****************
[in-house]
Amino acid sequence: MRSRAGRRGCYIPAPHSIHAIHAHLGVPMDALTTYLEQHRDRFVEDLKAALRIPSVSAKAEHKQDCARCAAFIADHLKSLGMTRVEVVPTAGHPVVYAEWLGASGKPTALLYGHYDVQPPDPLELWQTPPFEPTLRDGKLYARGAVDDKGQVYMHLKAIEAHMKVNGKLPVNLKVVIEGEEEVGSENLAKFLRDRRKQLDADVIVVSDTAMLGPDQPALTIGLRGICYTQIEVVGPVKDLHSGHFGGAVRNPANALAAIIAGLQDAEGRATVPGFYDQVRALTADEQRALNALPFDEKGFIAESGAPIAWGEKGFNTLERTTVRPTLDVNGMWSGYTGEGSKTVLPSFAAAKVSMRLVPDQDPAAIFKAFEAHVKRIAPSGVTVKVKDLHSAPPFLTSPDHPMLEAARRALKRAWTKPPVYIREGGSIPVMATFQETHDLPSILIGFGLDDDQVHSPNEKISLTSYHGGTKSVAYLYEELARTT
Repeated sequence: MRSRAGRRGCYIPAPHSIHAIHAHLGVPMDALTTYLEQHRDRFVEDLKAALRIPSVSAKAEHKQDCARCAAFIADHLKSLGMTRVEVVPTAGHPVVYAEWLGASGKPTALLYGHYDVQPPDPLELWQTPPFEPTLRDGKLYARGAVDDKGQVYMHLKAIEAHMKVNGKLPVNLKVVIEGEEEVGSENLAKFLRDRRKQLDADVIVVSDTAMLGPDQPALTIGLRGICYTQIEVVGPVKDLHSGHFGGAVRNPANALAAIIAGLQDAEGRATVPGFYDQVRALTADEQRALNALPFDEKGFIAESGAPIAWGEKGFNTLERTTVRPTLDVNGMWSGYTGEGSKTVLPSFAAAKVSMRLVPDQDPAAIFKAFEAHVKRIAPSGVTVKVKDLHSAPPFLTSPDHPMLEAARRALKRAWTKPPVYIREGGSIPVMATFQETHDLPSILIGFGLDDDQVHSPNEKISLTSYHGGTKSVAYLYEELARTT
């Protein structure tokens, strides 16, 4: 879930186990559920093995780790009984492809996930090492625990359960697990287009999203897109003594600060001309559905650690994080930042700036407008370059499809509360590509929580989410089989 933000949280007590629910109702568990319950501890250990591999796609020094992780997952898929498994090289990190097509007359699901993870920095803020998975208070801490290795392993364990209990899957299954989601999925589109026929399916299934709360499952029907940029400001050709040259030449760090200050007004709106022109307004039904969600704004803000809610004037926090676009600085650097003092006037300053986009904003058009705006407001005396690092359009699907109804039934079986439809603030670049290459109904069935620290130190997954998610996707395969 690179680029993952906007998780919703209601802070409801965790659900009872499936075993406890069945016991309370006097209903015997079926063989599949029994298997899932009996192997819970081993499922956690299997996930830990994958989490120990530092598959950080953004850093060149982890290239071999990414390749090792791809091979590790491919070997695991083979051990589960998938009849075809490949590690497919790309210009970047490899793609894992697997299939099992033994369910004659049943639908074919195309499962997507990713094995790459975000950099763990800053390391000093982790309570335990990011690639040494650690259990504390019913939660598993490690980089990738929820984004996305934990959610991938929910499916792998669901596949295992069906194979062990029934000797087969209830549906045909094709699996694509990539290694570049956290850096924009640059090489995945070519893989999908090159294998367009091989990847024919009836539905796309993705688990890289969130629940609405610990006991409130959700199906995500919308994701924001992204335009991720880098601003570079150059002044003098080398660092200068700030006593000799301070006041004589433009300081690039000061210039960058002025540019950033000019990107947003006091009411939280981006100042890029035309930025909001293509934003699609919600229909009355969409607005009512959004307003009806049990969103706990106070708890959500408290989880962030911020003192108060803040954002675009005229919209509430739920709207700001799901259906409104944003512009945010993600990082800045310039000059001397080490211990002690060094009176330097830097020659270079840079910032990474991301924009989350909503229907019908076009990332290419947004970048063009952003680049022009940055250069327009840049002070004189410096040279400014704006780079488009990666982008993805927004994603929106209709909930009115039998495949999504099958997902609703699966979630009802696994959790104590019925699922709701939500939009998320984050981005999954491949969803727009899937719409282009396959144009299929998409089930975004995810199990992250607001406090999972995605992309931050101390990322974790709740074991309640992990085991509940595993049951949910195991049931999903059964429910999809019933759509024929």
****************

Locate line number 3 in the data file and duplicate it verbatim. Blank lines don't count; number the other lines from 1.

Repeated sequence: MRSRAGRRGCYIPAPHSIHAIHAHLGVPMDALTTYLEQHRDRFVEDLKAALRIPSVSAKAEHKQDCARCAAFIADHLKSLGMTRVEVVPTAGHPVVYAEWLGASGKPTALLYGHYDVQPPDPLELWQTPPFEPTLRDGKLYARGAVDDKGQVYMHLKAIEAHMKVNGKLPVNLKVVIEGEEEVGSENLAKFLRDRRKQLDADVIVVSDTAMLGPDQPALTIGLRGICYTQIEVVGPVKDLHSGHFGGAVRNPANALAAIIAGLQDAEGRATVPGFYDQVRALTADEQRALNALPFDEKGFIAESGAPIAWGEKGFNTLERTTVRPTLDVNGMWSGYTGEGSKTVLPSFAAAKVSMRLVPDQDPAAIFKAFEAHVKRIAPSGVTVKVKDLHSAPPFLTSPDHPMLEAARRALKRAWTKPPVYIREGGSIPVMATFQETHDLPSILIGFGLDDDQVHSPNEKISLTSYHGGTKSVAYLYEELARTT